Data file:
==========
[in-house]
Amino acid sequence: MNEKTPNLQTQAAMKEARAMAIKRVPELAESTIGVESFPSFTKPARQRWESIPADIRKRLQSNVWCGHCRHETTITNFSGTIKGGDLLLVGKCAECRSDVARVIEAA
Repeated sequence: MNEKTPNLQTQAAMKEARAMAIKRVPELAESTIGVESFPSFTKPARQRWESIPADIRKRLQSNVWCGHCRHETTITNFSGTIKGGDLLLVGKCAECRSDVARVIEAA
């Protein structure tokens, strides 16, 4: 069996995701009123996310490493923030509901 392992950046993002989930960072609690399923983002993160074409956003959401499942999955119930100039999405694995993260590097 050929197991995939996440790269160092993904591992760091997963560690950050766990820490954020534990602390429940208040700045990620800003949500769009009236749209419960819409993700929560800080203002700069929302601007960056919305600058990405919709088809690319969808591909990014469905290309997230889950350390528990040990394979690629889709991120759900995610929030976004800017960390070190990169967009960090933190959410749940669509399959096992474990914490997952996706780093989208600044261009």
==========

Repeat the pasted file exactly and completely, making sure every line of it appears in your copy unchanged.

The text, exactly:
[in-house]
Amino acid sequence: MNEKTPNLQTQAAMKEARAMAIKRVPELAESTIGVESFPSFTKPARQRWESIPADIRKRLQSNVWCGHCRHETTITNFSGTIKGGDLLLVGKCAECRSDVARVIEAA
Repeated sequence: MNEKTPNLQTQAAMKEARAMAIKRVPELAESTIGVESFPSFTKPARQRWESIPADIRKRLQSNVWCGHCRHETTITNFSGTIKGGDLLLVGKCAECRSDVARVIEAA
């Protein structure tokens, strides 16, 4: 069996995701009123996310490493923030509901 392992950046993002989930960072609690399923983002993160074409956003959401499942999955119930100039999405694995993260590097 050929197991995939996440790269160092993904591992760091997963560690950050766990820490954020534990602390429940208040700045990620800003949500769009009236749209419960819409993700929560800080203002700069929302601007960056919305600058990405919709088809690319969808591909990014469905290309997230889950350390528990040990394979690629889709991120759900995610929030976004800017960390070190990169967009960090933190959410749940669509399959096992474990914490997952996706780093989208600044261009």